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Federal Subsidies and Prop. 13

June 27, 1993

* In the June 18 editorial pages of The Times there was an editorial applauding federal subsidies to Los Angeles schools, another editorial requesting federal subsidies and tax privileges to achieve affordable housing in Los Angeles, and a guest commentary by Barry A. Sanders asking for federal tax privileges for Los Angeles enterprise zones.

In the same issue, an article noted that "sheriff's officials have threatened to close jails and local stations" and may be forced to close a helicopter rescue unit, and that libraries are being closed throughout California (all due to the ludicrous tax limitations which Californians imposed on themselves with Prop. 13).

It shows extraordinary temerity for Californians to place stringent limitations on their ability to raise funds, and then go crawling to Washington, begging for political handouts from a federal government that is $4 trillion in debt already.

Common sense and fairness require that every plea of California for federal donations be summarily denied.



* A note to letter writer Charles Barr (June 19) and all Los Angeles County taxpayers: In 1970 (before Prop. 13) the billings to property owners were $2.5 billion. Twenty years later, in 1990, the billings swelled to $5.5 billion! It isn't a matter of revenue, but what is done with all of that money!



* Let me get this straight: Mayor-elect Richard Riordan actively opposed the April ballot initiative that would have put 1,000 more cops on the street because, he said, the extra $78 average per year it would have cost property taxpayers would make the city less competitive for business.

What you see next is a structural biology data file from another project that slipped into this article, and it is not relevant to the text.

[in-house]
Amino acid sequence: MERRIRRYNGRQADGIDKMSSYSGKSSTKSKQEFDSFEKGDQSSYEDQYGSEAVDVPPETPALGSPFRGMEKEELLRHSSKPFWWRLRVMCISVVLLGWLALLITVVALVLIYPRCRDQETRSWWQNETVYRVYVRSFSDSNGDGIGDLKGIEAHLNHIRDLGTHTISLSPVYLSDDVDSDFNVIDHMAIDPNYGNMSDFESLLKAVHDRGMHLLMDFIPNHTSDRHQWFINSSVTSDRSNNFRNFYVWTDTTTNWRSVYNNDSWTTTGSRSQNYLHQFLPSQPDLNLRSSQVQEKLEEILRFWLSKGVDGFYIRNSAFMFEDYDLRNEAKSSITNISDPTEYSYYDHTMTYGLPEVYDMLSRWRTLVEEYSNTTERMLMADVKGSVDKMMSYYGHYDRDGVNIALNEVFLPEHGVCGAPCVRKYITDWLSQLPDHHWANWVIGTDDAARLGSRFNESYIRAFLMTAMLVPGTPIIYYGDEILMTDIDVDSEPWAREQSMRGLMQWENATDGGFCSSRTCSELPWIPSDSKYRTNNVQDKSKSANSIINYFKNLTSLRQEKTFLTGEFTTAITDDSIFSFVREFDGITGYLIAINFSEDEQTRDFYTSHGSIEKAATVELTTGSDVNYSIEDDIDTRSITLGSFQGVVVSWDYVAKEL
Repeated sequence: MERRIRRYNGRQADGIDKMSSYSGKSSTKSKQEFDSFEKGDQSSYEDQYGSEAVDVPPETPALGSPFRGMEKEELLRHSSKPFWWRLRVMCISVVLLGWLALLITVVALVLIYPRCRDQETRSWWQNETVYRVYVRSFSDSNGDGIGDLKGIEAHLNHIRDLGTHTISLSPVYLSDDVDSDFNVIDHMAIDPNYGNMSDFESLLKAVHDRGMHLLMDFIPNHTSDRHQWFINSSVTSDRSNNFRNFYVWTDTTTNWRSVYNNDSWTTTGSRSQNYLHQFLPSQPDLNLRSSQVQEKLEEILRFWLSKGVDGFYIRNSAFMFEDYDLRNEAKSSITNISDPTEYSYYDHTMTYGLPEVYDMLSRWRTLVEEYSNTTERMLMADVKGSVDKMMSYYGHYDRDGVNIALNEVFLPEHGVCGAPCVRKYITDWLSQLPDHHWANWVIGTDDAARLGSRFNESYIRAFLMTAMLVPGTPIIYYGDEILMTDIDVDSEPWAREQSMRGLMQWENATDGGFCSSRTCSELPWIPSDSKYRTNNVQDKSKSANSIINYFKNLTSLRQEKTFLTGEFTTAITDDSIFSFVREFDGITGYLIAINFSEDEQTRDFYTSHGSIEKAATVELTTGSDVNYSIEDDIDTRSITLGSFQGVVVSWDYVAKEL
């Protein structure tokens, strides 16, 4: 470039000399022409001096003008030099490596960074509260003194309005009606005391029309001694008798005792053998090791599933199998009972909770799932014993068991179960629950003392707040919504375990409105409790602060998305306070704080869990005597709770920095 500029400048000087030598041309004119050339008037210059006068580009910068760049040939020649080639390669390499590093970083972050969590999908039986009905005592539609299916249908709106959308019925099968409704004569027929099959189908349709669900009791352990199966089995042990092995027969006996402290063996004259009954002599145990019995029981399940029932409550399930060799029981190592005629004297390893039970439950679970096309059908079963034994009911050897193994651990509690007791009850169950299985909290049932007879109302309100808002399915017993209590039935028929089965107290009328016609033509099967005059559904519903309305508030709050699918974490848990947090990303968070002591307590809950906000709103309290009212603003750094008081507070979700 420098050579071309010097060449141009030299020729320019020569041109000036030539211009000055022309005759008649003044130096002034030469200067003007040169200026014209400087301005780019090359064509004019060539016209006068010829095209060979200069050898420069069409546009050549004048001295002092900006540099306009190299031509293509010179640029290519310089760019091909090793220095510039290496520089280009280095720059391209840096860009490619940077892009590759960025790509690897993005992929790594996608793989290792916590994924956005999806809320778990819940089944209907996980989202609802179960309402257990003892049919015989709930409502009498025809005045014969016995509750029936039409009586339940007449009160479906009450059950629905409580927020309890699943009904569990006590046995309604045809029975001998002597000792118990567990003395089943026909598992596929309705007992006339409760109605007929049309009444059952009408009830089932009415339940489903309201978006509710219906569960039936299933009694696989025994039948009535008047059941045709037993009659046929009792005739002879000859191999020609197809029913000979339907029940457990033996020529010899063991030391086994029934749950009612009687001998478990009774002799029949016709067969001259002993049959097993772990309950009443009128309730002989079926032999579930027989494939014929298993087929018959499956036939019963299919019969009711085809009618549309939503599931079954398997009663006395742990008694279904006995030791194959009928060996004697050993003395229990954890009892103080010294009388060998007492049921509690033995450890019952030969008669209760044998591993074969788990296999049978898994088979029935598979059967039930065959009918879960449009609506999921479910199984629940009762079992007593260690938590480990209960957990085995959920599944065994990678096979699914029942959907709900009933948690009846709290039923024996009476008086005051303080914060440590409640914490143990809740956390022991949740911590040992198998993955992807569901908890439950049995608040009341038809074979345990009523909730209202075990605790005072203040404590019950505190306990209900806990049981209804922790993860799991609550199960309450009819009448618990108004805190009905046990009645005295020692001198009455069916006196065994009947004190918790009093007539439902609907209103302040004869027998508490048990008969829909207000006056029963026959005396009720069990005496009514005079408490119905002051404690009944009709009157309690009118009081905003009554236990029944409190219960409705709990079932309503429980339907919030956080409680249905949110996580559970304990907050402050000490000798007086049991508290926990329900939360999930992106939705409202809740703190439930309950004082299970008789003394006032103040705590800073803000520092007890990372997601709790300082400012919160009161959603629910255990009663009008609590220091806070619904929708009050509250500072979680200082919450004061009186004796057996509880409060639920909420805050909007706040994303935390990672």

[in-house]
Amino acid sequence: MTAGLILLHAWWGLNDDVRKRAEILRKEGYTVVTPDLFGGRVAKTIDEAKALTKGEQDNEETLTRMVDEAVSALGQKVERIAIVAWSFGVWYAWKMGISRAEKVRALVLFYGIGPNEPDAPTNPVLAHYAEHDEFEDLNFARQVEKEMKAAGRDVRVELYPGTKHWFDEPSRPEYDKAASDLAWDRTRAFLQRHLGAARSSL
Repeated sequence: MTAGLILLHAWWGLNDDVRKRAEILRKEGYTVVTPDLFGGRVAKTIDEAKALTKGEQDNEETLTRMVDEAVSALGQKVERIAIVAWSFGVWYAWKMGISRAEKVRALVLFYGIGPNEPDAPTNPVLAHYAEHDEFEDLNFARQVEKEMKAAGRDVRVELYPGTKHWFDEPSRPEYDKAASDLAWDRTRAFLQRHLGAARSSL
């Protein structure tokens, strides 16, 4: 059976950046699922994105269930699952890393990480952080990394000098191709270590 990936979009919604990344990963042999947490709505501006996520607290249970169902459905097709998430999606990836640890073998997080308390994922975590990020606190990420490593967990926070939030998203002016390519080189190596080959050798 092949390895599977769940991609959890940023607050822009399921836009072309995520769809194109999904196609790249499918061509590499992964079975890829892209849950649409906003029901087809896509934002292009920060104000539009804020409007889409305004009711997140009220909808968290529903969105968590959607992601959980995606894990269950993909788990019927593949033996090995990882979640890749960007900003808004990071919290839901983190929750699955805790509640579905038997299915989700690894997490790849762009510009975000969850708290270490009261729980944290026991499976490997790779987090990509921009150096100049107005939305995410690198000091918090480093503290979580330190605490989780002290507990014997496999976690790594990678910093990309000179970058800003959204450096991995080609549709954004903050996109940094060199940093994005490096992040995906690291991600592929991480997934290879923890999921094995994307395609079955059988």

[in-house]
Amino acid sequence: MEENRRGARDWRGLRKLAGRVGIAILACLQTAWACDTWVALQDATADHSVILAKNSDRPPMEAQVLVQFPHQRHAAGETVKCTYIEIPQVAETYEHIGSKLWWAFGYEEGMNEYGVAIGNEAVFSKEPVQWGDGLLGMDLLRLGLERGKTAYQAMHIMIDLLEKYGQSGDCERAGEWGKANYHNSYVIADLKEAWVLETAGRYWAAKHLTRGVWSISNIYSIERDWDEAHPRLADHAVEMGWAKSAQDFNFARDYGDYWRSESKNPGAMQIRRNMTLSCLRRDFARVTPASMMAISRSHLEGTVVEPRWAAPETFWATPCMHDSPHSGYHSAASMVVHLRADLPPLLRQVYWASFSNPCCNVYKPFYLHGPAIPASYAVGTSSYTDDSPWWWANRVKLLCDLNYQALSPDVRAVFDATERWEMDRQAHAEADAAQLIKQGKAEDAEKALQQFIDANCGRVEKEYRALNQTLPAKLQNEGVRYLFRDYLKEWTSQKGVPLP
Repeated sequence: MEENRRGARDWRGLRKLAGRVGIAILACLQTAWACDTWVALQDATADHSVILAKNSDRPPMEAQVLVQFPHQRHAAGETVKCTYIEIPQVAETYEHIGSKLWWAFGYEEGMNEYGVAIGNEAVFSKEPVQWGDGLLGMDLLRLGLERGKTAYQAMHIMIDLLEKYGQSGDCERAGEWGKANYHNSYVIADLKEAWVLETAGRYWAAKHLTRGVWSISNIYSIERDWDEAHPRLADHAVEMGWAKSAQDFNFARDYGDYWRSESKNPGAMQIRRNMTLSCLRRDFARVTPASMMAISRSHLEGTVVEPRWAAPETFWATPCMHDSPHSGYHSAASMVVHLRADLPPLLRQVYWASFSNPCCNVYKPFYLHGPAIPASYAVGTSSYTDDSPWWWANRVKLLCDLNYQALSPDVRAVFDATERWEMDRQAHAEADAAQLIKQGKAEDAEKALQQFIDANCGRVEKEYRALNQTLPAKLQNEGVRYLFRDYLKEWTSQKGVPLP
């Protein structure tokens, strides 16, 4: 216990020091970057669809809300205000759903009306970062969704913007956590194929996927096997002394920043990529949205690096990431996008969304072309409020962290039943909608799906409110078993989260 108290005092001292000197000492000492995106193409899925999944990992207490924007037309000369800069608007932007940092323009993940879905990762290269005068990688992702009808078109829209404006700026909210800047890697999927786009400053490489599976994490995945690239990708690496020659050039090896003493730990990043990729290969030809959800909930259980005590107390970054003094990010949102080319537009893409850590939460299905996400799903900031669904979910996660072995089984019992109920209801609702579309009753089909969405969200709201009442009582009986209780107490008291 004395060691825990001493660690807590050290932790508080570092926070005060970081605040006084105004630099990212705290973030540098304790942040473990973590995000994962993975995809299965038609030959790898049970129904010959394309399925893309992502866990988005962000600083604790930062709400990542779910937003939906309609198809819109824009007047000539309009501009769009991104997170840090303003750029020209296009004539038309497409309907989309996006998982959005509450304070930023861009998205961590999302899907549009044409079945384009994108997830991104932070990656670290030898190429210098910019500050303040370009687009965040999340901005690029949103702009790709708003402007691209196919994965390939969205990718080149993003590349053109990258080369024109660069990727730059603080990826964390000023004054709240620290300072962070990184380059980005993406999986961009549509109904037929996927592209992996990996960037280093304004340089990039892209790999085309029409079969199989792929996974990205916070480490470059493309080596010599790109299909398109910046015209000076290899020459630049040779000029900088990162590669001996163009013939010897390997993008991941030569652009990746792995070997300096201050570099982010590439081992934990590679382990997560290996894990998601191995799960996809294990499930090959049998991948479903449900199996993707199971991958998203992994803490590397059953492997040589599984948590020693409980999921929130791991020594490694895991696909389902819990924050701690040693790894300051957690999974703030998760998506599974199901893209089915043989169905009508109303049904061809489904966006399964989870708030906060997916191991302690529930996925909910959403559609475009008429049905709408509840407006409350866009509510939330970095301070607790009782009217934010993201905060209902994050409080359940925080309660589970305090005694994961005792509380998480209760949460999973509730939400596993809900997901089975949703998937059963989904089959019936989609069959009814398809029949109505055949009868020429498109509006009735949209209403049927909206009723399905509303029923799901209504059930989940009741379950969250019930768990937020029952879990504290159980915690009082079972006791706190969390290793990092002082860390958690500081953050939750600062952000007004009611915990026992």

So, first thing after getting elected Riordan goes to Sacramento to beg Gov. Pete Wilson not to cut state money that comes to L.A. (June 11). Wilson, however, feels he has to take local government funds because, he says, raising state taxes to pay its own bills would make California less competitive for business. Instead, Wilson has reluctantly agreed to a statewide ballot measure that would retain the half-cent sales tax.

Wilson and Riordan have already traveled to Washington asking for more federal dollars to come to California and Los Angeles. They did this knowing that not one of their Republican cohorts in either the House or Senate has ever cast a single vote for President Clinton's economic plan that would raise taxes--so that someday the federal government can pay its bills and respond to requests like theirs.

Both know that the way to win elections is to convince enough voters that they can have the good life at no cost. Neither Riordan nor Wilson lacks intelligence. What they do lack is the guts to level with their constituents about where the buck really starts.


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